Stack Overflow is a community of 4.7 million programmers, just like you, helping each other.

Join them; it only takes a minute:

Sign up
Join the Stack Overflow community to:
  1. Ask programming questions
  2. Answer and help your peers
  3. Get recognized for your expertise


I'm dealing with a large, nested, structured document, which shows up on the screen as a scene graph. The user needs to have the ability to modify this document -- which I am currently using functional zippers to implement.

Now, currently, I'm redrawing the entire document after every change. However, when the use of a scene graph, I would only need to modify the part that changes.

However (without intending to start a flamewar), I'm increasingly starting to feel that this problem is fundamentally a problem about state, not functions. In particular:

  • user actions (up, down, left, right, insert char, delete char) are about manipulating state, not doing calculations

  • there's only one copy of the document at once, it's only hit by one thread, and there's no gain for sharing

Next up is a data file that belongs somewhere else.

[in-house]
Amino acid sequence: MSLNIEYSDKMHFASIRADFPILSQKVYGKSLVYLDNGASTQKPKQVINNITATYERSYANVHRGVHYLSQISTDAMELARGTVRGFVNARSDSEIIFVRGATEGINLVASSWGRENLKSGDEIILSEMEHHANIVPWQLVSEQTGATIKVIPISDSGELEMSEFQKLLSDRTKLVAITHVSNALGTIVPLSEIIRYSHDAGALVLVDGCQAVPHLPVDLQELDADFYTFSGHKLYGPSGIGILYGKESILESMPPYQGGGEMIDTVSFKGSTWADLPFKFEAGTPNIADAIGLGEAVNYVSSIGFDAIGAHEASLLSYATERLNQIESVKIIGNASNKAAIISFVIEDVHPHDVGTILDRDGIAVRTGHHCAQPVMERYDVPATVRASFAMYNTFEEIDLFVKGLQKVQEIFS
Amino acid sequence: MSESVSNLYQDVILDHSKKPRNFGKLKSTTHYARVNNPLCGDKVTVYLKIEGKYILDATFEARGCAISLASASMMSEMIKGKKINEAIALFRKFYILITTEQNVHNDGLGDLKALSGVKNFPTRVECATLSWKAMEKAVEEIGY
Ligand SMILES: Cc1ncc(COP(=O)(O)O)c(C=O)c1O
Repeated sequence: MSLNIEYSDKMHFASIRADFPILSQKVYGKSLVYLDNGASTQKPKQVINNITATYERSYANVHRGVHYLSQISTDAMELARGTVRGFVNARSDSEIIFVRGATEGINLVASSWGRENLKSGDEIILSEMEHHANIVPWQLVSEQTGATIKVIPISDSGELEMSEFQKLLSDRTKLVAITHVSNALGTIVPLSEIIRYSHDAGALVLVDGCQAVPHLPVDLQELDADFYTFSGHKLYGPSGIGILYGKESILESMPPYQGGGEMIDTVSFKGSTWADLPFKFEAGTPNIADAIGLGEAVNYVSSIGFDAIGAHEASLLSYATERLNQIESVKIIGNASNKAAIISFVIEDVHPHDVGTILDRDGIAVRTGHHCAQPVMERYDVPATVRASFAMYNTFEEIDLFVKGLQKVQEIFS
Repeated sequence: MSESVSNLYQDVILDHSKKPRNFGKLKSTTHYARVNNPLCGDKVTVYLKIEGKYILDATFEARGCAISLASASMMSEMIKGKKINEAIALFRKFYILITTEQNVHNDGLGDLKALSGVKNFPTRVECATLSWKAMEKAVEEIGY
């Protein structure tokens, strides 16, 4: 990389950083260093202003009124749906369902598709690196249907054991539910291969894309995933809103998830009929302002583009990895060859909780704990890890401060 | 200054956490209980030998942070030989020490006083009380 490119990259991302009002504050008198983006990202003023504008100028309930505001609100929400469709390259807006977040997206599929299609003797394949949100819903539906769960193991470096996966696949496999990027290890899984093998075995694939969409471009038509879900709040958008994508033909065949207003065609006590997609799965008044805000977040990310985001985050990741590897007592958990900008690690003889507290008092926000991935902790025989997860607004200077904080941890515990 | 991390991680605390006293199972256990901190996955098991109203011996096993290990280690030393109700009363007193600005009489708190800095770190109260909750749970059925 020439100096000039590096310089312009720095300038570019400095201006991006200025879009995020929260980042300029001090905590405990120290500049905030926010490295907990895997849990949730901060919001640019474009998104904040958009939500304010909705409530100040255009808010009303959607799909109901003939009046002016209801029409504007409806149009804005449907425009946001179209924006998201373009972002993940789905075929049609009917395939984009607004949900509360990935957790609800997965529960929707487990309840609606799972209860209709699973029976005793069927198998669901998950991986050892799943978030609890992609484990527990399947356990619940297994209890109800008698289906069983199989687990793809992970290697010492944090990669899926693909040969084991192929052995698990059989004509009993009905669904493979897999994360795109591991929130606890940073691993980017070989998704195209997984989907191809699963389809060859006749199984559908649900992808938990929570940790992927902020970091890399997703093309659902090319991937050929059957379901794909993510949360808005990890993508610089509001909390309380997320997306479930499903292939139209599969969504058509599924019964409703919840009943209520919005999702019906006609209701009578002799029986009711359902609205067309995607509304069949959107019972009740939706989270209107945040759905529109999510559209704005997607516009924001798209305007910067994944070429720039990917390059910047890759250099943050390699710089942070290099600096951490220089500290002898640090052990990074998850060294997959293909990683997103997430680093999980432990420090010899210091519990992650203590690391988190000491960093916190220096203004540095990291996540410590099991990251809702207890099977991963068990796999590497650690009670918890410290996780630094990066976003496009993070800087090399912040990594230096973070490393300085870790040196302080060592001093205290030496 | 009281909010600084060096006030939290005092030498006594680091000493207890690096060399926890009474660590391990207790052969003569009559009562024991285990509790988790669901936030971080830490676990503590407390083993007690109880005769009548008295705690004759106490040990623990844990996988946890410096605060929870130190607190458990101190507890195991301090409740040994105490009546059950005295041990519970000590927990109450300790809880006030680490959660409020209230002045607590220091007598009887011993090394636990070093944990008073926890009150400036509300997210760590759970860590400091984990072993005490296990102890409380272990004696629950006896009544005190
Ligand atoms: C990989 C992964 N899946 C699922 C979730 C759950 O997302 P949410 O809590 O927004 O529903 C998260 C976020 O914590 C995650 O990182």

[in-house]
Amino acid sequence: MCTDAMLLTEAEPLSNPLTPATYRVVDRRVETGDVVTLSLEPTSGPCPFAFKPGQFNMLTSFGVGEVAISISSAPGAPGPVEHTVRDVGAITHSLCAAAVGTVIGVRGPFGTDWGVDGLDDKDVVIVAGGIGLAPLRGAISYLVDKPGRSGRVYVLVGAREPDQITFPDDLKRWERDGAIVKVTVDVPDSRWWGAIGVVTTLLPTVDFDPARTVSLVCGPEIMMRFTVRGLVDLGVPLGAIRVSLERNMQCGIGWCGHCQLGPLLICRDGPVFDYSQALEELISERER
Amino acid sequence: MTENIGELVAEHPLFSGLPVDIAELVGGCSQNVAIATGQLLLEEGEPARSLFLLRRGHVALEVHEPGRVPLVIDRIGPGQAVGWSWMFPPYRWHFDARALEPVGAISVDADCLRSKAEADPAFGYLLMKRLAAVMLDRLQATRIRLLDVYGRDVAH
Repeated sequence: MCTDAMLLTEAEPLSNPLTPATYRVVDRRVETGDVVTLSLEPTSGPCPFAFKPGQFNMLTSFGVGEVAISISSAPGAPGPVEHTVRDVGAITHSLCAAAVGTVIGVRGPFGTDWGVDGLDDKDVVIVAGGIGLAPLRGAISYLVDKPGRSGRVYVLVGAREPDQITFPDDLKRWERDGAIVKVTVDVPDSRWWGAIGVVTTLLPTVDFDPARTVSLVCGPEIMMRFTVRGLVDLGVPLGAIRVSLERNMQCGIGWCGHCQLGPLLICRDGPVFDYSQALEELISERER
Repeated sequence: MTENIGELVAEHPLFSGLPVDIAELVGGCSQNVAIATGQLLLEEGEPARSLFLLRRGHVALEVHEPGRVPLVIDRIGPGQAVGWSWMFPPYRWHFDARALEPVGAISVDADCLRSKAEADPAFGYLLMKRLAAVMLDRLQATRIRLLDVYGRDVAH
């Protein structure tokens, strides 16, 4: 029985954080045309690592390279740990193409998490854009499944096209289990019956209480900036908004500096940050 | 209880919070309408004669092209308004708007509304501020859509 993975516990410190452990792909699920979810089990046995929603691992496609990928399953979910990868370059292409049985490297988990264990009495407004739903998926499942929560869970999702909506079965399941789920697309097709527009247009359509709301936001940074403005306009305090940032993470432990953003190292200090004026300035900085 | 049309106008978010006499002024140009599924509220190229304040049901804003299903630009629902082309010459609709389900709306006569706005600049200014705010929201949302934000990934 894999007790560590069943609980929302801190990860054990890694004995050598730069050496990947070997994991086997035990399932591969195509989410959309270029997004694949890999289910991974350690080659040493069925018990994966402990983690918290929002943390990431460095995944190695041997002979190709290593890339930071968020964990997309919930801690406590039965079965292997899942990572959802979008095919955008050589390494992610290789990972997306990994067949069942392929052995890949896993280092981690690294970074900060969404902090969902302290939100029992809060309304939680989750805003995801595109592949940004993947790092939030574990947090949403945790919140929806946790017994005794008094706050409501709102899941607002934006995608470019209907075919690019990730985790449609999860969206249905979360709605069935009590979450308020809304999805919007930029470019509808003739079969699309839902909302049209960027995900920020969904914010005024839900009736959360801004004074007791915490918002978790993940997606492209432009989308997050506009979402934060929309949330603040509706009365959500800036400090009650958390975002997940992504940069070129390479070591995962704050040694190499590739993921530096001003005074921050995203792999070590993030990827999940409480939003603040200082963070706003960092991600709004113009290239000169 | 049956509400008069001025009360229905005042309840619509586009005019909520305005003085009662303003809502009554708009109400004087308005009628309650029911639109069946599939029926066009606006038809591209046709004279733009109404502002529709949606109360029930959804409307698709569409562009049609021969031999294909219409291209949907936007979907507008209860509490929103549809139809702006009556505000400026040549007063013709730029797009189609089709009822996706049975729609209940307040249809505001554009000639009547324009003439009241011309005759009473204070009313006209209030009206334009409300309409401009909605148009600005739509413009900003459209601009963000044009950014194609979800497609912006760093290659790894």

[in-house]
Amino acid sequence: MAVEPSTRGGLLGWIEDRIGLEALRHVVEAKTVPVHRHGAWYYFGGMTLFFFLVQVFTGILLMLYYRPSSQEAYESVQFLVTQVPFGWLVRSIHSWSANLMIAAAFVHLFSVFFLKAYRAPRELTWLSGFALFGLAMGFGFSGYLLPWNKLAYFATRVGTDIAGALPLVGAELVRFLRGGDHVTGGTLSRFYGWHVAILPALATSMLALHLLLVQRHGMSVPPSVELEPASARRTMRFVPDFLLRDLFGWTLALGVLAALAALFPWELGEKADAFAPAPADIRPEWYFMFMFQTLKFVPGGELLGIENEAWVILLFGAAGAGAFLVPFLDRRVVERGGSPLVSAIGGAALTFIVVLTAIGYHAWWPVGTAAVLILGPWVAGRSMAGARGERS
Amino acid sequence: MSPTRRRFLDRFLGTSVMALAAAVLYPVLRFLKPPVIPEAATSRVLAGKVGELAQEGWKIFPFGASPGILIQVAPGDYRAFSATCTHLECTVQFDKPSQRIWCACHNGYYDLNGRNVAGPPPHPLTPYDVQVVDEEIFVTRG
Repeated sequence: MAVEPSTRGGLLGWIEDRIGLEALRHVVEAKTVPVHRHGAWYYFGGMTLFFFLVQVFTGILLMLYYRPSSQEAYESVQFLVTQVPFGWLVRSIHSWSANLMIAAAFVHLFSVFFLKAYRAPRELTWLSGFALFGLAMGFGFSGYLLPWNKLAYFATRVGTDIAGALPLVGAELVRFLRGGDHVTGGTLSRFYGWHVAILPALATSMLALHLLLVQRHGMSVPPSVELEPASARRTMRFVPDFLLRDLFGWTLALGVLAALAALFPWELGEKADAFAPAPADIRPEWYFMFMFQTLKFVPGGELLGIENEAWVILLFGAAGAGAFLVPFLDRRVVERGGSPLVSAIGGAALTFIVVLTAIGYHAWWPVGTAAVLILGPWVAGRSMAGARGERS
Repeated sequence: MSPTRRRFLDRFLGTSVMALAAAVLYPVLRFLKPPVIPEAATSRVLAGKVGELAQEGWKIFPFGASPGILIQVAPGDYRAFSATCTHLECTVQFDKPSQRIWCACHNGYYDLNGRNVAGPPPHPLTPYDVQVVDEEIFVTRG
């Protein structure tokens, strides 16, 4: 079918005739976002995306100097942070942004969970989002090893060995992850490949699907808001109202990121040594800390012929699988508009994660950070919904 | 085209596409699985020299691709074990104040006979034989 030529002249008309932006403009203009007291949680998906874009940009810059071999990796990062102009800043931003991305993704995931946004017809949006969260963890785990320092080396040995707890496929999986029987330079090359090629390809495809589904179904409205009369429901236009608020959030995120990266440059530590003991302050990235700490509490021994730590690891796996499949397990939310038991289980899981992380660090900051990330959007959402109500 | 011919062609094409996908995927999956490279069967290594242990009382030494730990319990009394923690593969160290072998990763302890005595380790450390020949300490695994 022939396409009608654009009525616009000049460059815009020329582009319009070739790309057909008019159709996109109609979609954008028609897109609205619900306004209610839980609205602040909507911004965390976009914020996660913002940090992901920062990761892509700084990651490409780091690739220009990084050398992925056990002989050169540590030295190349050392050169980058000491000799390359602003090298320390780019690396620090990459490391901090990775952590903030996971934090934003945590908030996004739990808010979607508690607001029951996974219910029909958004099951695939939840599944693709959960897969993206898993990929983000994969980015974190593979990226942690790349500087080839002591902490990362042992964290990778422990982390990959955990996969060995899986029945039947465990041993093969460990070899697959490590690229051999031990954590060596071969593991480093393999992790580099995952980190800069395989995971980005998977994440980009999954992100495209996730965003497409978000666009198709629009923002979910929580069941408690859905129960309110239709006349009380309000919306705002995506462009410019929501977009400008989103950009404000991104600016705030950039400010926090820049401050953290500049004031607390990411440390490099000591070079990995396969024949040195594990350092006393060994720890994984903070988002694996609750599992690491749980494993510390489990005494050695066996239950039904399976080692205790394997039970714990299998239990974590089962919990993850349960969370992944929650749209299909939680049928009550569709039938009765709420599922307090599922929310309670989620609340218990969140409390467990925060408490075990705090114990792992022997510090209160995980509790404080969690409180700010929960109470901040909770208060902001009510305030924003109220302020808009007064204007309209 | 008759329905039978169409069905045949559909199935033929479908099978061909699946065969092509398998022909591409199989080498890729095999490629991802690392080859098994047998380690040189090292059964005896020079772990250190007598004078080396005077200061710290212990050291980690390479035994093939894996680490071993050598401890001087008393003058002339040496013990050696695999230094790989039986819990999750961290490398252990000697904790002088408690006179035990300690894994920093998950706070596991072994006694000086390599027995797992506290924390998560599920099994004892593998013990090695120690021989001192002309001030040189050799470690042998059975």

Current Approach

I use functional zippers to store the document and to provide state manipulation functions. Then, I continuously redraw.

Solution I suspect might be correct:

Store everything in a scene graph, ditch function zippers, and after modification, directly modify the part of the scene graph that changes.

Technical Question:

Have others dealt with this? Is there a technical, formal name for this problem? (Equiv of "Dining Philosophers" in concurrency?) Is there a well established solution to this problem?


This question is a bit soft. I can't paste a code example of minimal broken case since

* my code is around 5K LOC
* it's not for me to share publicly

However, this is a real technical solution, and I hope others can share their answers


share|improve this question
your user number is prime! awesome! – Arthur Ulfeldt Jun 20 '12 at 21:07
up vote 3 down vote accepted

Your fundamental process sounds fine. It is flexible in it's current form because you have the option of having a separate thread update the tree for instance and you can implement an "undo" button rather trivially. If after each modification you return both the new tree and the path to the part that changed you could then update only the part that changed in the display. Lots of people have stronger opinions than me on separating "models" and "views" though I suspect that at least some of their wisdom applies here.

share|improve this answer

Your Answer


By posting your answer, you agree to the privacy policy and terms of service.

Not the answer you're looking for? Browse other questions tagged or ask your own question.